Whenever I end, in those marvelous moments when it's
all over for
that's when I'm who I really am. By "end" and "all over" I'm not
speaking about death. There's an ongoing conversation about what
happens after death - the jury's still out on that one.
This conversation, however, isn't about life after death.
This conversation's about what's here, what's left when who
I've always considered myself to be ends, is over, is
while I'm alive.
In those moments when it's
all over for the
identity I call Laurence Platt,
that's when I'm most alive. It's what happens when I
discover characteristics of myself I was once certain were
the real me are actually built on liquefying
ground, on one
on top of another, on one false start on top of another.
At worst, I abandon those characteristics. At best, I clean up any
they've made with people, complete them, then discard them. In this way
I let go of that which keeps me in the way of my own life.
Once I've let go of that which keeps me in the way of my own life, once
I get out of the way of my own life, something shows up
bright, open, awake, and simply lovely. The questions "What
is it?" / "Who are you?" are interchangeably
directed at this new presencing - whatever it is.
I'm truly here, just as I was before, but now only more so. I'm
looking to distinguish what this is that's come, now that
I've gotten out of the way of my own life. How do I language it?
Indeed, can it be languaged at all? Or could it be simply
pure context: ineffable, beyond
language? What is this that's here when I'm alive
and when I'm not in the way? What's
present when who I've always erroneously considered myself
to be gets out of the way? I'm experiencing*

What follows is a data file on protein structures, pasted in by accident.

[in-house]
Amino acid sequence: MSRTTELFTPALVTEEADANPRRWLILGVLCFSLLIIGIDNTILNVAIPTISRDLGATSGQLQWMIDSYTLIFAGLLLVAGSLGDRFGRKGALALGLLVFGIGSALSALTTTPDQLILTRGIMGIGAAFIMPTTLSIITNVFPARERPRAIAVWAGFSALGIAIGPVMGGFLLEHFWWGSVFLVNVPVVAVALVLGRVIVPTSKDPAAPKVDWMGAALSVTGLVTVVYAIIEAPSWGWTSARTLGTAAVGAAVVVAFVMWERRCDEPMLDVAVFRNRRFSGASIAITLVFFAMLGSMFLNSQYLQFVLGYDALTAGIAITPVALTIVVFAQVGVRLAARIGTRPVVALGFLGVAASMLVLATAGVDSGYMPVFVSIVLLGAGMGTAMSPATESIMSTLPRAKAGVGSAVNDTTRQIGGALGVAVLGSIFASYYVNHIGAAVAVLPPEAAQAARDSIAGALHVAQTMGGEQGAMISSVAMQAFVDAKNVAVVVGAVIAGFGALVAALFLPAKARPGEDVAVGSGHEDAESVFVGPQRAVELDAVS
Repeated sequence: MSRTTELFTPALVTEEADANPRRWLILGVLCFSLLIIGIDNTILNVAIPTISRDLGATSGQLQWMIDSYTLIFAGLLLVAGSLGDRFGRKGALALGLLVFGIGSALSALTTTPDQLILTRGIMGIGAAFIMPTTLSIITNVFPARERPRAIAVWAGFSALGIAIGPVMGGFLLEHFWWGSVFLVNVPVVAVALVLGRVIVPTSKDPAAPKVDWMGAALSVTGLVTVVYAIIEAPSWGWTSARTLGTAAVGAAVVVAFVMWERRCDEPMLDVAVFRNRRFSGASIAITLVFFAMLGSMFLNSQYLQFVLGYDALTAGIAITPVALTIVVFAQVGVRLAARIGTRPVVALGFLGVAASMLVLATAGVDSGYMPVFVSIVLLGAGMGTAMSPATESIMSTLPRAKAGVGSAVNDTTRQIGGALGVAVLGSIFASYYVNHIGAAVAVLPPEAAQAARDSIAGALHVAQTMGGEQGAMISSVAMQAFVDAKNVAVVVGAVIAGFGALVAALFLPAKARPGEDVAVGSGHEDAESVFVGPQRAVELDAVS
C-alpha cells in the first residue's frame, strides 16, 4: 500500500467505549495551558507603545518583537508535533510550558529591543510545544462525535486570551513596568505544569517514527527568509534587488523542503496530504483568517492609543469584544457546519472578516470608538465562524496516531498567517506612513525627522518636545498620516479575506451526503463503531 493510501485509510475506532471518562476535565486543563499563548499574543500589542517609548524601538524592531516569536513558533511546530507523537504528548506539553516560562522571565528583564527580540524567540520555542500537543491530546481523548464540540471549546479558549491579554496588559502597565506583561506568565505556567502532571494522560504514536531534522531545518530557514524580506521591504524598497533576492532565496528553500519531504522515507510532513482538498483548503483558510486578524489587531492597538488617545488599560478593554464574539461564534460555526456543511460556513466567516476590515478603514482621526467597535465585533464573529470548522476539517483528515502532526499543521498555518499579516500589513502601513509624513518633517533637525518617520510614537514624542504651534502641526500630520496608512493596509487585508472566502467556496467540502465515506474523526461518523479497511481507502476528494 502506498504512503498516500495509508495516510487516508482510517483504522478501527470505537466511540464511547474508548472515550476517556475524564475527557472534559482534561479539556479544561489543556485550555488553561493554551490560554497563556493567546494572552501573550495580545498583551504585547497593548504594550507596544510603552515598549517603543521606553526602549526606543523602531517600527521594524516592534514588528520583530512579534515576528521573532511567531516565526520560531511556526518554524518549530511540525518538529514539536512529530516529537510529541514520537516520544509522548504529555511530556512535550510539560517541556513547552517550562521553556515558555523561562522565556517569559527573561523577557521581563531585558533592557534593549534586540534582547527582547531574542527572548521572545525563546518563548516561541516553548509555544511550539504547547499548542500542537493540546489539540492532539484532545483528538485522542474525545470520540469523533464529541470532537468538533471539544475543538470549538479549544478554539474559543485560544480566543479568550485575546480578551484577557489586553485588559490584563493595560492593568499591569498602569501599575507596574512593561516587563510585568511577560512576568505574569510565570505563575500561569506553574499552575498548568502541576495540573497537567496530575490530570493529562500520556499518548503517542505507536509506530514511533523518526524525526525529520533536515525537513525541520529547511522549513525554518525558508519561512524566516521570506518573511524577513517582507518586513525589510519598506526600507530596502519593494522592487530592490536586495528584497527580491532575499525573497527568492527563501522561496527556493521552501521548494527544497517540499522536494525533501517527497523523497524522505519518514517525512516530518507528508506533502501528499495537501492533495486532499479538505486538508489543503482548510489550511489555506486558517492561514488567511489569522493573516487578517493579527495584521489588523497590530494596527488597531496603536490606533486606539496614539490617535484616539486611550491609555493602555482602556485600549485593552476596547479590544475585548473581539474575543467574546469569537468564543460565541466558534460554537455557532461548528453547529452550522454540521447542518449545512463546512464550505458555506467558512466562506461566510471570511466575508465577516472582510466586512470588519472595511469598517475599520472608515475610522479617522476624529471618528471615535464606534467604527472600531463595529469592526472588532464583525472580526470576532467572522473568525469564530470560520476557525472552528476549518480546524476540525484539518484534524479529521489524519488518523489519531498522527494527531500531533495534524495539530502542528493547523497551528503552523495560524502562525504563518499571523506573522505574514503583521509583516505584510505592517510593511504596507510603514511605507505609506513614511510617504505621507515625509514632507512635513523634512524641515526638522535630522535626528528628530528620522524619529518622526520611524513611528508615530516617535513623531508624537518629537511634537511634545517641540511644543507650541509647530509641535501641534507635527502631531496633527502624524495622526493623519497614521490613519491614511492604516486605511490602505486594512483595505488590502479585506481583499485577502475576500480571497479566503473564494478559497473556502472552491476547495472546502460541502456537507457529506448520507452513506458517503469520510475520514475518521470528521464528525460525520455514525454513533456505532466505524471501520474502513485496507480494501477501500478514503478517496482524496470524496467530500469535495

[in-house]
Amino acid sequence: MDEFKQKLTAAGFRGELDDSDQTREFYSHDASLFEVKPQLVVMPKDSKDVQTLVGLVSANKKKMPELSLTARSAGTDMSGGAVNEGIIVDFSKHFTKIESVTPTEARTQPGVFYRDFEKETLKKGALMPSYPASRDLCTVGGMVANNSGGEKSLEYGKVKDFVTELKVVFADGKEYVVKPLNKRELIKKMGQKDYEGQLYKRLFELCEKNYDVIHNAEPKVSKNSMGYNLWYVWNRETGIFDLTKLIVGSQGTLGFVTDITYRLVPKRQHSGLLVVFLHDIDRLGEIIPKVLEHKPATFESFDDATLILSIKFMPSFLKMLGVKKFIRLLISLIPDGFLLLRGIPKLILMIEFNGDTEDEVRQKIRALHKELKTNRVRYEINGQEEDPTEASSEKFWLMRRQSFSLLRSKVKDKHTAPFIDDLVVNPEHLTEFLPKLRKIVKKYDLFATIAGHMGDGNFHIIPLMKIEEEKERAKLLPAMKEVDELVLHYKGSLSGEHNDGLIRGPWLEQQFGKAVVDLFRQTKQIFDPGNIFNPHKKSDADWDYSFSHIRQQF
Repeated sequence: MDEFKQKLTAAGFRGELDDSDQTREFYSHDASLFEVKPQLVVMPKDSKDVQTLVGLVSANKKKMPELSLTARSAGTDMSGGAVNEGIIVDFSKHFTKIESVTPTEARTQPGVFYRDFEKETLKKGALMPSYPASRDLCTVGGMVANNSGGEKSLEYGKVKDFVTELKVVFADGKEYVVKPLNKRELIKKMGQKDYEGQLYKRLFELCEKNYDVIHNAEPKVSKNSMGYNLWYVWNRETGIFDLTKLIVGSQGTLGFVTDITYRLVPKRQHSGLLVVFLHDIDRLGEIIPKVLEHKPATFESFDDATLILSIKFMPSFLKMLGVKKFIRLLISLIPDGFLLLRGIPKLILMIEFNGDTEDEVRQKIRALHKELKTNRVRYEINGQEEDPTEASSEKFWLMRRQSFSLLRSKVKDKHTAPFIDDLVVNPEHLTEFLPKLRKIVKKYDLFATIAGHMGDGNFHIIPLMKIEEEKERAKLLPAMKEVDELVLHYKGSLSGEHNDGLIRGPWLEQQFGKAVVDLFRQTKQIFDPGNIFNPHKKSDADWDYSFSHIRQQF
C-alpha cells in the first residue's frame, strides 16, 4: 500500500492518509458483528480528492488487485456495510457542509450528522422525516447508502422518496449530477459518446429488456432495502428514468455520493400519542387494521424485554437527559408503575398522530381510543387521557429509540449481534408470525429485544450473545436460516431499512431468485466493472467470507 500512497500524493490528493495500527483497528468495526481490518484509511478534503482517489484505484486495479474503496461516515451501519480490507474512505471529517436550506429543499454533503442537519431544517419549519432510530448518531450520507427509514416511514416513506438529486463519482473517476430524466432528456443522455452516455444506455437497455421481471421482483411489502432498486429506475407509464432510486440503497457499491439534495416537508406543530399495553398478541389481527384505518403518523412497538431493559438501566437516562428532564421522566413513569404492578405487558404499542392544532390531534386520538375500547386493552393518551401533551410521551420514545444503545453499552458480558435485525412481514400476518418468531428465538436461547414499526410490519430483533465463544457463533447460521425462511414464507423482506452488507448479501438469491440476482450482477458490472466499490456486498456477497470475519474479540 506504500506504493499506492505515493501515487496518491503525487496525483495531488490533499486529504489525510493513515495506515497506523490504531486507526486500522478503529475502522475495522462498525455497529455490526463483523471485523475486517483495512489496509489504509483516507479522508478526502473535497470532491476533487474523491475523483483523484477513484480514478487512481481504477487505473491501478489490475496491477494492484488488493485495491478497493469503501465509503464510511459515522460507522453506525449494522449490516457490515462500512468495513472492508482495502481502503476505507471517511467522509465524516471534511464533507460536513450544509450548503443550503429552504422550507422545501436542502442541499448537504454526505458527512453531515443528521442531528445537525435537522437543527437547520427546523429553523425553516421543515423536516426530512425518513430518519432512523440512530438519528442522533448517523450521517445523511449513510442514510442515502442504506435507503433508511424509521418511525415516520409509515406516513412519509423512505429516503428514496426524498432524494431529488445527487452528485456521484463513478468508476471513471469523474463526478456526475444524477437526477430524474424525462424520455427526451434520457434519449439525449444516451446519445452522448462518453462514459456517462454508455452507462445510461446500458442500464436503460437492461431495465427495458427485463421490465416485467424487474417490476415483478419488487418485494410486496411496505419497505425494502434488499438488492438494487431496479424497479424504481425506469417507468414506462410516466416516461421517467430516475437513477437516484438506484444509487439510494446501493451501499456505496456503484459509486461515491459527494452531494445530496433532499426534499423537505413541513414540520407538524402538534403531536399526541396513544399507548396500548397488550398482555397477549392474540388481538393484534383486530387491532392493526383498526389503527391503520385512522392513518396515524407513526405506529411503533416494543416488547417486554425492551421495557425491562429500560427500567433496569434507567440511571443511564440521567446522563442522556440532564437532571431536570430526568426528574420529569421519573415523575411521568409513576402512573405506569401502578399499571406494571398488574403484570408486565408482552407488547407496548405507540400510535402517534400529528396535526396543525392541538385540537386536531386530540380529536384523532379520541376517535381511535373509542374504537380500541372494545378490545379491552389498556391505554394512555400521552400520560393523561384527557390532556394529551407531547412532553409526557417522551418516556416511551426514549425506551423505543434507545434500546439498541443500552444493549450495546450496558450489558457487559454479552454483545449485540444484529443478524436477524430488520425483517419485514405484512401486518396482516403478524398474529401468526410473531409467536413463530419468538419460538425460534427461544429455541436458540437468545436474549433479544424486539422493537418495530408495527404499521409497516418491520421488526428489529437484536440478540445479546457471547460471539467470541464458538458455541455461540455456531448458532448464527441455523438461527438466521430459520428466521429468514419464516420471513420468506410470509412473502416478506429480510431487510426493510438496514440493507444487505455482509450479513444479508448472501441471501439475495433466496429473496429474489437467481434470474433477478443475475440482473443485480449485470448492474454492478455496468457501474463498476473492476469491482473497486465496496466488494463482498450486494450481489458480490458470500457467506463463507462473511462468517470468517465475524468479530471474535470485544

therefore I'm alive. But the individual I call
who shows up in my experience of me, isn't the presencing I'm referring
There's suddenly shock and delight both at the same time. This new
presencing that's come is just me, who I really am, who we all
really are: space, source, possibility.
It's worth taking the time to sit with and get clear on the apparent
convolutedness of this way of languaging I. It shouldn't come as any
surprise to anyone not if but when the language of
transformation appears convoluted from time to time. We've
mis-identified who we really are for so long that
by now all the languaging we've developed to bring forth who we are is
based on an error of identification. It's no wonder when we add
to fluid sounding language to correct this error, that its correctly
articulated accurate form may sound convoluted in a not yet fully
Personally I've got a great deal of respect for the classic rules of
the King's English parsing, grammar, and syntax. I also
recognize that being transformed, we've gone beyond the boundaries of
the context in which they were originally written. A new language may
need to be invented, or at least our current language's classic rules
of parsing, grammar, and syntax may need to be reworked to meet the
challenges inherent in inventing and speaking
Conversations For Transformation.
I don't know
it's this way. This simply seems to be the way it
With these provisos in place, my inquiry into who I really
am can continue, no longer interrupted by the shrill school
marm voice in my own head slapping my wrist for violating the
classic rules of parsing, grammar, and syntax.
So: if I isn't me and simply shows up for me, then what's the aspect of
me in which I shows up?
More than as a mere answer to the question "Who am I?",
who I am
for myself is an experience, an experience prior to all
questions, prior to all answers. Indeed,
who I am
for myself is an experience without which neither questioning nor
answering are possible.
I notice what's calling me to ask after the question "Who am I?" is the
question "What's my experience of me
who I am?".
When I stop and look, my experience of me
who I am
is I'm an empty clearing in nothing in which the events of
my life show up, indeed in which Life itself shows up.
What's interesting to me about this experience is when I tell the stone
cold unflinching truth about it, this experience is not
only whole, complete, and stand alone: it's also blissful.